This has been happening frequently in recent weeks. Yesterday morning, as my alarm sounded, my dearly departed dog was at my side, tail wagging, body contorting with excitement to embark on an anticipated first walk of the day. Real or not, it was a precious moment, a chance to see the little guy again.
Last night’s montage featured my remaining schnauzer running freely through busy streets where alert drivers cleared a path in traffic for him to roam. There was also a troubling scene with my ex trying to be romantic. In the dream, it sort of worked, but I didn’t have time to puzzle over this because I came to my senses and re-enacted that irksome endless running sequence from “Forrest Gump”. (All this running—my dog, then me; seems I am still trying to escape my rural environment.)
True to my inner shallowness, my mega-marathon did not lead me to a chance encounter with political leaders of the past nor did it inspire onlookers. (I’m just glad no one laughed; my gait has always been awkward). Instead, I wound up in a monstrous high fashion mall. Mysteriously, I did not browse or buy a thing. (Proof that dreams are often utterly implausible.) The running continued as I frantically tried to exit the shopping haven.
I wound up in a crowded gay jazz club. A soulful woman with a big voice belted out an up-tempo number and I stopped running. I was right where I needed to be. It perplexed me that the gay bar was an annex to a mall, particularly since I had the sense I had jogged into an urban center in Red State territory. (Perhaps I was back in Texas. It has been on my mind as another Thanksgiving approaches when my family will get together without me. It’s tradition. I cannot get the time off work.) The audience included a sizable smattering of heteros, all welcoming and taking in the musical genius of the singer’s vocal stylings, supported by a skilled band and a trio of sound masters flicking buttons and turning knobs to make every note pop.
With the mass of people jammed in the joint, I couldn’t make out the singer. I craned my head back and forth, expecting to see a gorgeous black woman in a body-hugging, amply sequined purple dress from The Supremes era. But then came the big reveal. While not as dramatic as something out of “The Crying Game”, the woman was indeed a plain man with a five-o’clock shadow, dressed in a sensible button-down shirt and a drab pleated denim skirt. The image disappointed in so many ways, but I went with the crowd, totally accepting him and cheering maniacally as the band segued into a sultry slow number.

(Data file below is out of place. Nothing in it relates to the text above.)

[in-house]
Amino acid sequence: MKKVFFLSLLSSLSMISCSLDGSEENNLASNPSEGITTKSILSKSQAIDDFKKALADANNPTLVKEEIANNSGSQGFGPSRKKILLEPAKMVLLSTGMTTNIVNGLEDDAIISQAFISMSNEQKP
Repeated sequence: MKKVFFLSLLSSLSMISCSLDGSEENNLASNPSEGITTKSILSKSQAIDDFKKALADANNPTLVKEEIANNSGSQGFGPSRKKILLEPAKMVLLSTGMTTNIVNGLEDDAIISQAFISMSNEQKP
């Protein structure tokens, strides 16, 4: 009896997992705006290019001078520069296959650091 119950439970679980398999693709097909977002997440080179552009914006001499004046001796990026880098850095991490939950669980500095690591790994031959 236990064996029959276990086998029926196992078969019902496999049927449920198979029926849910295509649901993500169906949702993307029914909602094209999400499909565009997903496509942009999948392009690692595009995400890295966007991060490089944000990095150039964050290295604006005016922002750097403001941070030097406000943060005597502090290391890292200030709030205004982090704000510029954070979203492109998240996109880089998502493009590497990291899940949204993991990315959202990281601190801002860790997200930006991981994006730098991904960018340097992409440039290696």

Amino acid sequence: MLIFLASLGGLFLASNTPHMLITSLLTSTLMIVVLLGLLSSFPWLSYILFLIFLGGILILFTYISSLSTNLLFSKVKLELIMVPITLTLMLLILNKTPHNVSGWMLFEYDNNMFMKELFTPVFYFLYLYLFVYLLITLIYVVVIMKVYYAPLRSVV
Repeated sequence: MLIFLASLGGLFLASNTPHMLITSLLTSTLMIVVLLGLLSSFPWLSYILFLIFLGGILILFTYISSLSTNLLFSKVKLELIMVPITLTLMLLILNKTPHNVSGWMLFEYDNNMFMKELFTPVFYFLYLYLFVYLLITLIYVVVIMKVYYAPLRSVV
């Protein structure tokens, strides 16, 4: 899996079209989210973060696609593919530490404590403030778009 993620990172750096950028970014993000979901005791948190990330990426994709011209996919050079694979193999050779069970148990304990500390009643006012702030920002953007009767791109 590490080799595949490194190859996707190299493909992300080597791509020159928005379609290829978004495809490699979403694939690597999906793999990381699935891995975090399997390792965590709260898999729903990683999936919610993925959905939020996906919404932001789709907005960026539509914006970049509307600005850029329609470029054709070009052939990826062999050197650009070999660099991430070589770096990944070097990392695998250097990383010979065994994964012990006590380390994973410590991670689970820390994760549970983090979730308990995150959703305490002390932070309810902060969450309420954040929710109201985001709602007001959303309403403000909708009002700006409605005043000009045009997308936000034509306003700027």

And then my dream fast forwarded five or ten minutes. I was seated with the singer and the band and a few select gay fans at a long table at the back of the bar. One of the production engineers told me about their next gigs and their upcoming album. As music is so important in my life, I savored this up close and personal moment.
Even as a restrained groupie, I failed to fully understand something else developing by my side. A very cute gay man sat to my left. Naturally, I assumed he was taking in the conversation in a similar manner, feeling privileged to be invited to the inner circle of a group on the cusp of superstardom.
But then in the final moments it dawned on me that he was a friend of the band. He wasn’t hanging on every word they said. He was taking in my every move. Smitten. With me! How’s that for a twist?!
And just as in every romantic comedy I’ve overdosed on, I turned to him and caught a quick glimpse before life got in the way. A sighting, a chance encounter, a stronger connection unrealized...or, as in the movies, frustratingly delayed. The moment was not halted by a closing elevator door, a swarming crowd, or the end of a train ride in France.
My dearly remaining dog had tap danced across the wood floor of the bedroom, anxious to get me up for his own morning walk. The real thing, an off-leash amble with no traffic to navigate. It is always a magical moment as I laugh at his gleeful goose honks and he bounces from bush to bush, christening everything anew. But I trudged along and eyed the colorful sunrise over the snow-sprinkled mountains, feeling stunned. Today’s greeting yanked me away from my dream guy.
As I reflect, I’ve changed my mind. Forget sleep. The reality is I can never return to good dreams. (Why do nightmares recur while the glorious moments are so fleeting?) I have a vague recollection that the man of my dream was shorter than average with dark hair and dark eyes, but a single image remains clear from the moment just before my dog brought me back to reality. I can see the sleeve of a red plaid shirt rolled up, exposing a pale forearm, dotted with a few freckles and a sparse matting of dark hair. (Red plaid? Really? Must go with it.) The arm is an effortless reach away. The image brings me hope. Maybe there is a real man out there and our fateful encounter is near. It doesn’t hurt to believe. At the very least, it’s a call to go shopping. Something good is bound to come from that.
I have (part of) a man in mind and I am left with a clue to his identity—my very own fairy tale. For the prince, it was Cinderella’s glass slipper. For me, it’s a guy’s right forearm.
Some guys are all about the pecs. Others go for biceps, butts or the front packaging. I always thought I was a face and hair guy but apparently that’s all wrong. No wonder I’m still single. All this time, I should have been casting my gaze on the underappreciated forearm.
Surely this changes everything.